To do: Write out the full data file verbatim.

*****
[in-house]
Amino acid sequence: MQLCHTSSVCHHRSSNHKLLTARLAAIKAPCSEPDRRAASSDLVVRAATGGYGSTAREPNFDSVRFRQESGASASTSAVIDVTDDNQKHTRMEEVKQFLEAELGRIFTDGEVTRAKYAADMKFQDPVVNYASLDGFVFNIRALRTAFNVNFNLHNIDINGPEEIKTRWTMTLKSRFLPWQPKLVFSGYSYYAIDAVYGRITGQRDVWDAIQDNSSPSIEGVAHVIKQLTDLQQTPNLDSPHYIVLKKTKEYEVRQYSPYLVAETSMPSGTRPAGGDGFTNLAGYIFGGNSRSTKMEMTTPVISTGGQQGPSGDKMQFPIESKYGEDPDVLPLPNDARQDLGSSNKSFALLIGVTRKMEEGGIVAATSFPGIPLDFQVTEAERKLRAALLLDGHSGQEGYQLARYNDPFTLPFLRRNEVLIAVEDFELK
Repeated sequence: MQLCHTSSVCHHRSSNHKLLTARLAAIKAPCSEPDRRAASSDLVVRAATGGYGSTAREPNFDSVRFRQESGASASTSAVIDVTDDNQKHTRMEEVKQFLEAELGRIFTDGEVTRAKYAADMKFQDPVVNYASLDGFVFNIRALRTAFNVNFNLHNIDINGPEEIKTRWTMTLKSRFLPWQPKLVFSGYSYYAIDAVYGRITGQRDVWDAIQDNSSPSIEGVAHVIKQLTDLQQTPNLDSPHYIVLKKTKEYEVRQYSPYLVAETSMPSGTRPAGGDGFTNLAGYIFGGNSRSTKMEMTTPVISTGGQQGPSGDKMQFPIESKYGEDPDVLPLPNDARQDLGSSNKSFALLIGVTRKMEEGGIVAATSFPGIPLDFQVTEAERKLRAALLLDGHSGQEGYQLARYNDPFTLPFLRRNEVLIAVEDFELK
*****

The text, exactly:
[in-house]
Amino acid sequence: MQLCHTSSVCHHRSSNHKLLTARLAAIKAPCSEPDRRAASSDLVVRAATGGYGSTAREPNFDSVRFRQESGASASTSAVIDVTDDNQKHTRMEEVKQFLEAELGRIFTDGEVTRAKYAADMKFQDPVVNYASLDGFVFNIRALRTAFNVNFNLHNIDINGPEEIKTRWTMTLKSRFLPWQPKLVFSGYSYYAIDAVYGRITGQRDVWDAIQDNSSPSIEGVAHVIKQLTDLQQTPNLDSPHYIVLKKTKEYEVRQYSPYLVAETSMPSGTRPAGGDGFTNLAGYIFGGNSRSTKMEMTTPVISTGGQQGPSGDKMQFPIESKYGEDPDVLPLPNDARQDLGSSNKSFALLIGVTRKMEEGGIVAATSFPGIPLDFQVTEAERKLRAALLLDGHSGQEGYQLARYNDPFTLPFLRRNEVLIAVEDFELK
Repeated sequence: MQLCHTSSVCHHRSSNHKLLTARLAAIKAPCSEPDRRAASSDLVVRAATGGYGSTAREPNFDSVRFRQESGASASTSAVIDVTDDNQKHTRMEEVKQFLEAELGRIFTDGEVTRAKYAADMKFQDPVVNYASLDGFVFNIRALRTAFNVNFNLHNIDINGPEEIKTRWTMTLKSRFLPWQPKLVFSGYSYYAIDAVYGRITGQRDVWDAIQDNSSPSIEGVAHVIKQLTDLQQTPNLDSPHYIVLKKTKEYEVRQYSPYLVAETSMPSGTRPAGGDGFTNLAGYIFGGNSRSTKMEMTTPVISTGGQQGPSGDKMQFPIESKYGEDPDVLPLPNDARQDLGSSNKSFALLIGVTRKMEEGGIVAATSFPGIPLDFQVTEAERKLRAALLLDGHSGQEGYQLARYNDPFTLPFLRRNEVLIAVEDFELK